2. Surveillance for mumps should be enhanced in all affected areas for persons with parotitis or other salivary gland inflammation. Enhanced surveillance should continue for 50 days (two times the maximum incubation period) after the date of illness onset in the last identified case. CSTE approved case definitions and case classifications for mumps are available (5).
3. Persons with suspected mumps should be tested and reported immediately to local public health officials. Information on collection and testing of clinical specimens for mumps will be available by Monday April 17, 2006 at http://www.cdc.gov/nip/diseases/mumps/mumps-lab.htm. Testing is essential as not all cases of parotitis are mumps, although mumps is the only known cause of epidemic parotitis.
4. Persons suspected of having mumps should be isolated for nine days after symptom onset (5, 6). In health care settings, the use of respiratory precautions is recommended (5).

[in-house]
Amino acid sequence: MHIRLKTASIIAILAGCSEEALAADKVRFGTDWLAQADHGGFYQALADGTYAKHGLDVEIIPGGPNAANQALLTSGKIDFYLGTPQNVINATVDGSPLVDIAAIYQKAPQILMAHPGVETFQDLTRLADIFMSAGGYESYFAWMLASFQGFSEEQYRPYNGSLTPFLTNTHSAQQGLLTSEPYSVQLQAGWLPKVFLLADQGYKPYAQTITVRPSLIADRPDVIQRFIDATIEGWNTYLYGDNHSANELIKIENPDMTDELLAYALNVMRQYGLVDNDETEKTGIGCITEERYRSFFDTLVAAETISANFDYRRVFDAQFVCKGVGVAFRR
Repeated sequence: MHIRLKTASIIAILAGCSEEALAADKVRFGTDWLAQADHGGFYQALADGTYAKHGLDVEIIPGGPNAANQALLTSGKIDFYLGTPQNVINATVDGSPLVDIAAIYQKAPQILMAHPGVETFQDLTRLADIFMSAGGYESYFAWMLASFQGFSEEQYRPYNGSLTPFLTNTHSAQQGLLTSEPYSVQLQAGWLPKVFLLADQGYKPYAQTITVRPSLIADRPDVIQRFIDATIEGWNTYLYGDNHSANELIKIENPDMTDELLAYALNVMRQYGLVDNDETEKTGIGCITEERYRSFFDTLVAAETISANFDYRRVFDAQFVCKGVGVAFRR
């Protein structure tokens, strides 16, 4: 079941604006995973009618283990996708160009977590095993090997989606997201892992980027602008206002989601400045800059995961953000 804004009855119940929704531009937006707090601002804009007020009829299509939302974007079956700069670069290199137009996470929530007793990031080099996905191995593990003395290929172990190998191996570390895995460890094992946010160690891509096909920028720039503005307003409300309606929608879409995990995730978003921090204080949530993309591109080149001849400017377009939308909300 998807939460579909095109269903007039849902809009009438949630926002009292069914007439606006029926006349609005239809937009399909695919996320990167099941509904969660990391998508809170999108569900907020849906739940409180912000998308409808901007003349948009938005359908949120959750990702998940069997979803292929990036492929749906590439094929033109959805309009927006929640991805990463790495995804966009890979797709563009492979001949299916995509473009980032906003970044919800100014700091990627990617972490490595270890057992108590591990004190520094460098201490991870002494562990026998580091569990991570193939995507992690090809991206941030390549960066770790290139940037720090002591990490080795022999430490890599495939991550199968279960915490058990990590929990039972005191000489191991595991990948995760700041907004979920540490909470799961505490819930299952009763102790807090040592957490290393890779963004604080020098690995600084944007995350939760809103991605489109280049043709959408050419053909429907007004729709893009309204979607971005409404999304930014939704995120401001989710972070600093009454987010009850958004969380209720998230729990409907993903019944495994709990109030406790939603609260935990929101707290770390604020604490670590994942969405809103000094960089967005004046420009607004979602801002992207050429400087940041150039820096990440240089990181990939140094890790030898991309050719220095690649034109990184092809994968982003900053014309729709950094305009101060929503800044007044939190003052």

5. Exclusion of persons without evidence of immunity to mumps from institutions such as schools and colleges affected by a mumps outbreak (and other, unaffected institutions judged by local public health authorities to be at risk for transmission of disease) should be considered. Once vaccinated, students can be readmitted to school.
The period of exclusion for those that remain unvaccinated should be for at least 25 days after the onset of parotitis in the last person with mumps in the affected institution (5, 6).
Additional information on mumps and the prevention and control of mumps outbreaks, including vaccination, can be found at the following website:
1. Centers for Disease Control and Prevention. Mumps Epidemic---Iowa, 2006--- April 7, 2006. MMWR 2006;55(13):366-8.
2. CDC. Exposure to Mumps During Air Travel --- United States, April 2006. MMWR. 2006;
3. CDC. Mumps epidemic – United Kingdom, 2004-05. MMWR 2006;55;173-5.
4. Plotkin, SA, Orenstein WA, et al. Vaccines, 4th Edition, 2003, p.441-5.
5. CDC. Measles, Mumps, and Rubella -- Vaccine Use and Strategies for Elimination of Measles, Rubella, and Congenital Rubella Syndrome and Control of Mumps: Recommendations of the Advisory Committee on Immunization Practices (ACIP). MMWR 1998; 47(RR-8);1-57.
6. Red Book: 2003 Report of the Committee of Infectious Diseases, American Academy of Pediatrics, pp 439-443.
7. CDC. Mumps outbreak at a summer camp – New York, 2005. MMWR 2006;55:175-77.
8. Vaccine Preventable Diseases Surveillance Manual, 3rd Edition, 2002, p. 7-1 – 7-12.
Friday, April 14, 2006
CDC Report on Multi-State Mumps Outbreak
From the CDC: